Looking for an accredited barista course?
That’s not us.
Does it bother us? Not one bit.
If it did, we’d be teaching them! In fact, we’re proud to say you won’t find an accredited barista course on our curriculum.
RTOs are out of touch
This is probably the only reason why The Espresso School exists today. What I realised as a hiring manager looking for baristas is that almost all of the training out there was, to be frank, horrible.
The problem isn’t so much with the ‘Prepare and Serve Espresso Coffee’ accreditation itself, but more about how it is being delivered by some Registered Training Organisations (RTOs).
A lot of what is being taught by some profit-driven RTOs is generally out of touch with modern practices or even worse, simply plain wrong.
Most are training students on old outdated coffee equipment teaching outdated techniques from a bygone era. The students that these organisations churn out are of low-quality. And it is because of these few rogue training organisations that cafe owners don’t respect the certification anymore.
I’m not saying accreditation is bad. What I am saying is that the current system is broken and the ‘Prepare and Serve Espresso Coffee’ accreditation has seen better days.
The specialty coffee industry is innovating at a rapid rate. With the open flow of information via the internet, coffee professionals are exchanging ideas every day.
New philosophies and practices for coffee production emerge and evolve as a result, and coffee schools must also keep up to date with these latest methods.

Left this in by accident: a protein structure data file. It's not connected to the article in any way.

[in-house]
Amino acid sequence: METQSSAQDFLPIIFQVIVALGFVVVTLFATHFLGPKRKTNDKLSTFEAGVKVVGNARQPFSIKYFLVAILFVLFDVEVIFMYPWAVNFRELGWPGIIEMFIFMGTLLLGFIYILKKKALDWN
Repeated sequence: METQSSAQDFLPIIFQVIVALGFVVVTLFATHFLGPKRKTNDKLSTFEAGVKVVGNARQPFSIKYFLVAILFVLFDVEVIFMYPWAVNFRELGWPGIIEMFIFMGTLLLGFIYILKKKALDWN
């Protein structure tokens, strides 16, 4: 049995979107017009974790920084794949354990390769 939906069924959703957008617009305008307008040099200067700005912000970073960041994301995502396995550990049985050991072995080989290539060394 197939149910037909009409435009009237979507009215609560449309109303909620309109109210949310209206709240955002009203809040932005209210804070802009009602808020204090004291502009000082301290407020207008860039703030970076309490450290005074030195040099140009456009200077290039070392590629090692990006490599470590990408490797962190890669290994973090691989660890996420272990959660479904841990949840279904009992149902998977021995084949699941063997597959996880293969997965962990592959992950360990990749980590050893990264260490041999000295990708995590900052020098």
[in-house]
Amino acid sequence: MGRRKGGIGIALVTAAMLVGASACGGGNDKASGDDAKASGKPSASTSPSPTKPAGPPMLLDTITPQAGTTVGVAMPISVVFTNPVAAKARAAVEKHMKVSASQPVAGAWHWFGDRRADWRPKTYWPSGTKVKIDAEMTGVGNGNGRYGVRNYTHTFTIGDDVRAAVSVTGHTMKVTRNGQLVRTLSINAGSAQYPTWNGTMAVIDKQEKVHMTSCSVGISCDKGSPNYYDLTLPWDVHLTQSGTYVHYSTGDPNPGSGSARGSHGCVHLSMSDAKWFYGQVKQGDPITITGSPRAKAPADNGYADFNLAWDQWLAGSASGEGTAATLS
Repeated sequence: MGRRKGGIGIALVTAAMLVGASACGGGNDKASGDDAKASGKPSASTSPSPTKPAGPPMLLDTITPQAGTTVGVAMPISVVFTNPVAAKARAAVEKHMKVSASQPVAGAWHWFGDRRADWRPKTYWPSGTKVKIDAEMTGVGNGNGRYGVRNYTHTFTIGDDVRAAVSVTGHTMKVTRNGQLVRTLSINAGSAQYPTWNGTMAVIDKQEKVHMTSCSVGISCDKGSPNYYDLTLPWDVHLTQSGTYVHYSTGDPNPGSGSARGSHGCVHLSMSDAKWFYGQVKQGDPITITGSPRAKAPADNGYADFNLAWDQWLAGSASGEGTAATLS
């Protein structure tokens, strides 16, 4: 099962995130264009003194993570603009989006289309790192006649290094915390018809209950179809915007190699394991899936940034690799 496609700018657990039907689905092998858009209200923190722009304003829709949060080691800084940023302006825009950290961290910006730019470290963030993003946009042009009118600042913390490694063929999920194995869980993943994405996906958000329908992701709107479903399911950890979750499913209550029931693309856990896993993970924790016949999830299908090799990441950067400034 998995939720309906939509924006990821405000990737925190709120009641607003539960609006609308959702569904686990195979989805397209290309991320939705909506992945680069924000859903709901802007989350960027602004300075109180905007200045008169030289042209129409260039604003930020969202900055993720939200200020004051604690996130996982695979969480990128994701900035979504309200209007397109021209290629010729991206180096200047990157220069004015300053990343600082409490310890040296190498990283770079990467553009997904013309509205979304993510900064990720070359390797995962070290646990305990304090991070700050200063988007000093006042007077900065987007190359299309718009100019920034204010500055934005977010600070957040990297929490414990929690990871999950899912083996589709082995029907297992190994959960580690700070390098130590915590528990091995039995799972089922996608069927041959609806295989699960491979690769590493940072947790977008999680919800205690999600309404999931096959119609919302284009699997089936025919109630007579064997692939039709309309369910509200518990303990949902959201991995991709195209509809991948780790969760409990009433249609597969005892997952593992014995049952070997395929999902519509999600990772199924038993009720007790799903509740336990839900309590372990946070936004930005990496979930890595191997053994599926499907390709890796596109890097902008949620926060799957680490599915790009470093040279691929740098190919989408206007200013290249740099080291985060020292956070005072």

The Espresso School opened its doors to its first students in 2009. One of the core values of our school is to teach only the most relevant and up-to-date espresso preparation techniques used in the modern cafe. This would allow every possible chance for our students to succeed in finding employment as baristas.
Completed an accredited barista course? Great! Now make me a coffee.
When I was hiring baristas for cafes, I’d get a slew of applicants fresh out of a barista course ready to make their mark on the coffee world. They’d hand over their newly minted accredited barista course certificate, along with their resume.
I’d take a quick look at it, ask a few brief questions and then get them to jump on the espresso machine. This was the stage where most applicants came unstuck.
Didn’t wipe the filter basket? Off to a bad start. Didn’t purge the group head? Not good. Knocked the group handle with the tamper? That’s definitely a big no-no.
And through no fault of their own, basic barista skills which should have been learned at the barista course were taught incorrectly, or even worse, not taught at all.
Melbourne is a tough city
The reality is, Melbourne is a highly competitive coffee city. Cafes must hire baristas from a baseline of basic competency behind the espresso machine.
Unfortunately, cafes do not have the time or resources to teach someone basic barista skills.
Hiring managers generally do not care whether a candidate has accreditation or not. This is because they know from experience that these certifications generally aren’t worth the paper they are written on.
Like anything that has government involvement, change is often glacial and until the status quo changes, we are proud to say we will not deliver the accredited Prepare and Serve Espresso Coffee course.